You wake in the middle of the night to a loud clap of thunder. As you lean over to see if it's time for morning chores, you notice the light that normally shines in from the barn is not lit. A quick glance toward the alarm clock confirms the power's out. How will the cows get milked? How long have the fans in the hog confinement building been off?
If you have a critical need for uninterrupted power, you may want to consider purchasing a generator before the lights go out. The first step is to decide what type of system is right for your operation.
"Before buying a generator, evaluate your greatest risk for economic loss. Then match the generator size, fuel type, and start-up controls needed for this load," says Richard Hiatt, National Food and Energy Council (www.nfec.org) and author of Sizing and Selecting Your Standby Generator.
There are two basic types of standby generators: engine-driven and tractor-driven.
Engine-driven generators can be permanently installed, or they can be portable. Permanent models are used to offset the potentially harmful effects of power outages or as an emergency power source for a home or farm. While portable generators can be used to run essential equipment during an outage, they are designed for use over short periods of time.
Unlike portable generators, permanently installed units are wired directly into an electrical system, which has two main benefits. When electricity is lost, it starts automatically with a short interruption (10 to 20 seconds) of power.
Essential devices are already connected to the generator. This means there's no need to run extension cords or to hook up any devices in an emergency.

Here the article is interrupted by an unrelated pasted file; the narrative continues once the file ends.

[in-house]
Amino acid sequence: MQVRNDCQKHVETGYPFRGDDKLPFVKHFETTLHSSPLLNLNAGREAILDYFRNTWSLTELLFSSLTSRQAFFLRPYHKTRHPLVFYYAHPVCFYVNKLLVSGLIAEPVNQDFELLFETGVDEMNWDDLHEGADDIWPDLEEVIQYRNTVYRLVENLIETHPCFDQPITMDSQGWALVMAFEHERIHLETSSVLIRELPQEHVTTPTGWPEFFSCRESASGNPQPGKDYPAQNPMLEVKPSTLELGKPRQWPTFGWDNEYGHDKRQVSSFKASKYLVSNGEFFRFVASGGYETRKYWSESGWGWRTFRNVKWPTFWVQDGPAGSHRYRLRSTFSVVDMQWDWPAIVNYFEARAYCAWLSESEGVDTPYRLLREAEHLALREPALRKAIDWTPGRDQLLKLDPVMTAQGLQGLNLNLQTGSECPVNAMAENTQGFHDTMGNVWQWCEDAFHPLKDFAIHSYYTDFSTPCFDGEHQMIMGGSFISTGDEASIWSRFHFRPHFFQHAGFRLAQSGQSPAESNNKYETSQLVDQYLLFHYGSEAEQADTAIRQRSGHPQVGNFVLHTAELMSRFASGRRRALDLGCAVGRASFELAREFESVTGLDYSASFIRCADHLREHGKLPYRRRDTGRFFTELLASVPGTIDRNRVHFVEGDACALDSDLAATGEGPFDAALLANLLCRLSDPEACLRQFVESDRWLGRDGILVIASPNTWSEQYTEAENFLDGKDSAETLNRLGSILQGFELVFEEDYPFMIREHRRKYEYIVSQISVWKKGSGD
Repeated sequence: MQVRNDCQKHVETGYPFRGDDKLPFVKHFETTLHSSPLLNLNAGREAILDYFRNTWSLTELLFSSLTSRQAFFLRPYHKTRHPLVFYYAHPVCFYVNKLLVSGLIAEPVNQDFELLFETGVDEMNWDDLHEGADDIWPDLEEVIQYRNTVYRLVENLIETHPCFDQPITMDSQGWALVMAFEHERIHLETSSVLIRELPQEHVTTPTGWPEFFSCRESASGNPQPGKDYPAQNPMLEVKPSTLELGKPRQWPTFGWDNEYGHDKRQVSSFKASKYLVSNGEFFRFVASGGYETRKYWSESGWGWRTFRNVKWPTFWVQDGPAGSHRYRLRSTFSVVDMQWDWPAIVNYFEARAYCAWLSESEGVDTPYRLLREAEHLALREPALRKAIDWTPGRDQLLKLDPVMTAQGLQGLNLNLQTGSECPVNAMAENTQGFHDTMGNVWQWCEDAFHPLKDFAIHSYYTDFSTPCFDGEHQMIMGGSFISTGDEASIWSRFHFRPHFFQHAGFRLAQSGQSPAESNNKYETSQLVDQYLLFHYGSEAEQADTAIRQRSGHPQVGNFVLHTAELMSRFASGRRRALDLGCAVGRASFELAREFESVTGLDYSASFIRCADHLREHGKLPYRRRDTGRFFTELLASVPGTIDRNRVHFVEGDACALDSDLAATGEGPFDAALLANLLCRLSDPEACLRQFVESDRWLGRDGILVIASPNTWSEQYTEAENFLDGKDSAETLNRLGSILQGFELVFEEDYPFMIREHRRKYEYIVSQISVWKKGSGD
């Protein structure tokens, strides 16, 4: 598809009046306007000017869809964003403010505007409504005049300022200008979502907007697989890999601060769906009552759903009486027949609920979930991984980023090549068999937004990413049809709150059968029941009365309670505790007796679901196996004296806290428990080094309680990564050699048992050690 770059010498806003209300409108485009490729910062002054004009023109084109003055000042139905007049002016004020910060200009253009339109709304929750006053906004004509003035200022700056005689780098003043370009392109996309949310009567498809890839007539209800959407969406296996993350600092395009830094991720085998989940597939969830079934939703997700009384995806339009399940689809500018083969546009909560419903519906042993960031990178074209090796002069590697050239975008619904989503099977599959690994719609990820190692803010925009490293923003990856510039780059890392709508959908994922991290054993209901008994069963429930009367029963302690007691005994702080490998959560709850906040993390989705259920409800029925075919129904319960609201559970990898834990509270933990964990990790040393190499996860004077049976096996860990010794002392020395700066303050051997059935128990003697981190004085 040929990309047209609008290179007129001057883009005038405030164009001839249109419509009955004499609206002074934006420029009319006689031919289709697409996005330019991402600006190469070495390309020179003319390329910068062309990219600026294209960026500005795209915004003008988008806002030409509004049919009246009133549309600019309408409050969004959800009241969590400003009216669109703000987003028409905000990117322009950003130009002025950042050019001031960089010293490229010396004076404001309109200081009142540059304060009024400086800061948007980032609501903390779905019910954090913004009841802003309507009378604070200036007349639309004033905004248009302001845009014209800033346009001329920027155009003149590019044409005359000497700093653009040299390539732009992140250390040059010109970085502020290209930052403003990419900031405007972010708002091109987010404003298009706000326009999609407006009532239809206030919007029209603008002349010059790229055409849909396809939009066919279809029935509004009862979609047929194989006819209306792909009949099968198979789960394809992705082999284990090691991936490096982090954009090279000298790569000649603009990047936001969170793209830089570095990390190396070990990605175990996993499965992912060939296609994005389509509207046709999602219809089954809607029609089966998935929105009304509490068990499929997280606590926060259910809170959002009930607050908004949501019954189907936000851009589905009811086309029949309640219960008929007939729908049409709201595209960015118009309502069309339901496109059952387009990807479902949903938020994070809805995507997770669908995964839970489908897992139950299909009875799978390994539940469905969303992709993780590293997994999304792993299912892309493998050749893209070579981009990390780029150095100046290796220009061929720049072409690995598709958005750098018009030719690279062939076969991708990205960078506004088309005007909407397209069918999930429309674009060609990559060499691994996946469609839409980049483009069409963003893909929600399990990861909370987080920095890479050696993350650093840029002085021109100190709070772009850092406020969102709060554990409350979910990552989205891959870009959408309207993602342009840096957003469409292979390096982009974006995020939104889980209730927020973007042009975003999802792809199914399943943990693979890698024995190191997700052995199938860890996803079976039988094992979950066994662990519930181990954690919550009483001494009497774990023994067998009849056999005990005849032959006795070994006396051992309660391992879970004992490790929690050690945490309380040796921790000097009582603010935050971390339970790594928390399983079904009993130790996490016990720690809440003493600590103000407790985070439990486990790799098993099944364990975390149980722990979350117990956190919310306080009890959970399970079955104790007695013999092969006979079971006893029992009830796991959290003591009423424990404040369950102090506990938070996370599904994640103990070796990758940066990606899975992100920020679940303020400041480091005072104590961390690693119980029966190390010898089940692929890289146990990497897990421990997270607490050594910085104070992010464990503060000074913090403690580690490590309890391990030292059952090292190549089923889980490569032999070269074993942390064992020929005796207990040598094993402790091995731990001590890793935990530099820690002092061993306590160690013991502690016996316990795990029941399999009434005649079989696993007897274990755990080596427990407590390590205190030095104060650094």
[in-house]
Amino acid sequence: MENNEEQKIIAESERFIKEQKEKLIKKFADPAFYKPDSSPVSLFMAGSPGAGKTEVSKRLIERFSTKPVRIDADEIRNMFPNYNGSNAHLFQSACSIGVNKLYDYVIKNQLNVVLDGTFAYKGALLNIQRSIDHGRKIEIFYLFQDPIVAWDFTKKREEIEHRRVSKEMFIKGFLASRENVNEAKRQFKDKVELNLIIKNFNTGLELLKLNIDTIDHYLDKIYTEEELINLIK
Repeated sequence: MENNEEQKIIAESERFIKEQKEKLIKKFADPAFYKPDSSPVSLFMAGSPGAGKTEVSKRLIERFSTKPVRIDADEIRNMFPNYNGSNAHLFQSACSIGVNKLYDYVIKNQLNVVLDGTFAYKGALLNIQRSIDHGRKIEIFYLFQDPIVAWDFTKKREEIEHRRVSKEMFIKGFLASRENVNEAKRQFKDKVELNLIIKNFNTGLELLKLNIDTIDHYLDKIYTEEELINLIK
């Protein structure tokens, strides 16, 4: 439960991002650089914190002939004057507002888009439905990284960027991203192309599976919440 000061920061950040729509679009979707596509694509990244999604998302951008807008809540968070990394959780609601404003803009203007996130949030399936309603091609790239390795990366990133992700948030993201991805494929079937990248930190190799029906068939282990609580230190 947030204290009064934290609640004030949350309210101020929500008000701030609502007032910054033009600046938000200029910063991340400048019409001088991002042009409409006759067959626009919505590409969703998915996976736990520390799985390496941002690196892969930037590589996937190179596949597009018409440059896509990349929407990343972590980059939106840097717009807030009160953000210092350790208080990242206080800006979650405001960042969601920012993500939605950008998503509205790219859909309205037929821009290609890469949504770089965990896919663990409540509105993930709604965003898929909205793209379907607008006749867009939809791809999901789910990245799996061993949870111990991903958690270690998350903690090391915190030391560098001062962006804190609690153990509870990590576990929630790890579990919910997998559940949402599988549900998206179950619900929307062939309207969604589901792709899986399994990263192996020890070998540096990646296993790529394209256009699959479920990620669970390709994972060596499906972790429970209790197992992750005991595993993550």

You can have the generator wired to specific circuits for critical equipment or you can purchase a unit large enough to support your entire operation.
A tractor-driven generator uses a tractor's PTO drive to run the generator, which means there is no engine to maintain. The horsepower rating of the tractor engine should be at least twice the kilowatt capacity of the generator.
Generators wired directly into an electrical system have an installed source of fuel. There are generally three choices of fuel: diesel, natural gas, and liquid propane with a wide range of outputs. Portable generators typically run on gasoline, which cannot be stored for long periods of time. Portable units are available with outputs up to 17.5 kilowatts.
A qualified electrician should install a permanent unit. Portable generators should not be connected directly to your operation's electrical system during an outage. Electricity could back-feed into the power lines and put utility workers in danger and damage your equipment.
Once you've decided on the type of generator, size up your operation. Generators must be sized correctly to prevent overloading. A professional contractor or electrician is a good information source to help you with a load analysis. Look at the sum of the watts from all electrical devices that must operate at the same time. Remember that the biggest demand for power is when a motor-driven device first starts (peak load).